See how this writer’s anger fits in perfectly with the definition above? Her anger lasted too long and was directed toward the wrong target. It has become bitterness. And now, she must Jesus her way out of it.

Her tribe possesses no real tools for anger management besides Jesus-ing their way out of it.

‘The Bitter Card’ as a Silencing Tactic.

As I mentioned, once an evangelical lobs the B-word at a woman, whatever her complaint was gets ignored from then on. She’s just bitter, so nobody has to listen to her. She’s sinful, so her evaluation of that situation cannot be trusted or considered at all.

Here’s how one pastor describes the “the ‘bitter’ card'”:

The “Bitter Card” has trump power. Pop that baby out and you can dismiss the criticism. It’s played this way: person A has a grievance that he/she does not feel is being understood. Eventually Person A vents too often, too emotionally, or even sinfully, or gets too close to unsettling the happy delusion of the establishment and consequently in danger of getting too much influence. At this point, play the “Bitter Card.” This puts them on the defensive and in the minds of the clueless guts their argument, plus it has the added benefit in that you can say that their defensiveness is proof of the truth of your claim.

This is exactly what I’ve seen in evangelicalism. When evangelicals can’t really address a woman’s anger — when it gets too close to their idolized -isms, or can’t be resolved without dismantling their idolized power structures, or speaks to the fundamental unfairness of their entire idolized authoritarian system, then they just dismiss it all with “the bitter card.”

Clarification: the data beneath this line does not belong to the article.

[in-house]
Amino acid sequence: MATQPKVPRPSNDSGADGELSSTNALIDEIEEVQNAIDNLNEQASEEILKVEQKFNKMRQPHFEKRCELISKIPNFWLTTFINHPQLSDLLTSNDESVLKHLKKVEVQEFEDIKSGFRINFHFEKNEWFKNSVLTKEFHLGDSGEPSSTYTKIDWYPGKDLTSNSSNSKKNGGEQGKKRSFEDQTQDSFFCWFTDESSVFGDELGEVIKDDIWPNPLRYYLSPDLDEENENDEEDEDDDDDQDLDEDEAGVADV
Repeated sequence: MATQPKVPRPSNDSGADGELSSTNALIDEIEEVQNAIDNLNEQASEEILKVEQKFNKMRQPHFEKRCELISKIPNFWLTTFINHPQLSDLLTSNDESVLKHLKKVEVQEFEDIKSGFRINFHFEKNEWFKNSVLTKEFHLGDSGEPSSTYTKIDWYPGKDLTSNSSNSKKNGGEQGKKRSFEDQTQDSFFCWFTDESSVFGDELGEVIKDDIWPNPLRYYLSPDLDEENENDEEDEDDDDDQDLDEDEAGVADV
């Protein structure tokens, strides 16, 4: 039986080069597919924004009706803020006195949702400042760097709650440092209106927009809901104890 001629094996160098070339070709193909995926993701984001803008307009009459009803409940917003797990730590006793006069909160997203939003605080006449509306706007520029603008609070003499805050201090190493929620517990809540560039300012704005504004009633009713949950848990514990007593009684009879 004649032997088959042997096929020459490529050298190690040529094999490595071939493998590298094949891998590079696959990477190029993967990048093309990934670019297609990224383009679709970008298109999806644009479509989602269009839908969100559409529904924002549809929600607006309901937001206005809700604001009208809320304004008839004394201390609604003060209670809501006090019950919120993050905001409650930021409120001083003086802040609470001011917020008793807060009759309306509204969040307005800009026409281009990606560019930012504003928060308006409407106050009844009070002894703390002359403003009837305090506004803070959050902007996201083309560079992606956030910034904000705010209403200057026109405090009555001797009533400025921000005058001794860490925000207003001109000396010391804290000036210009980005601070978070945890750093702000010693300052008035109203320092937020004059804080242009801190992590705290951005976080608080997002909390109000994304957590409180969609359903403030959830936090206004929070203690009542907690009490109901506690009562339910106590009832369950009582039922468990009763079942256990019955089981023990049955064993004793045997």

(Hilariously, I’ve even seen drive-by Christians attempt it on this very blog. They deploy it and then sit back, waiting for things to work here like they do in the evangelical bubble. Oops.)

So evangelical women have a real motivation to avoid being labeled as bitter. Unfortunately, their tribe doesn’t help much there.

Managing Bitter Anger, for Evangelical Women.

Evangelicals don’t know how to handle conflicts in any kind of mature, adult ways. They’re purely authoritarian, so might makes right in their world. Whatever someone in a dominant position does is the correct thing, and everyone below that person on the ladder just has to adjust to it.

But nobody wants to admit that, and the human spirit refuses to be okay with unfair or unjust treatment.

So evangelicals twist and turn within themselves trying to find a way to square the circle of authoritarianism within a system that swears it’s all about justice, mercy, and the bestest way for any group of any size to function.

Their twisting produces crazymaking talk like this, from

Anger that clams up and does not confront a problem, but just goes into a slow burn, turning into bitterness and hatred, is sinful because it’s acting on the basis of self, not for the purpose of seeking love and reconciliation.

They’re talking about a married couple’s arguments, incidentally. If women start feeling bitter about their mistreatment within marriage, the solution offered in that post is just give even more. Obey even harder! Endure! Because that will totally work once you sprinkle the situation with Jesus Power! Anything else is both sinful and doomed to fail.

Alas, it turns out that giving it all to Jesus and doing more of what already isn’t working doesn’t work at all. Nor do prayers, though evangelicals love pushing them as solutions for feeling “overwhelmed with grief and anger.”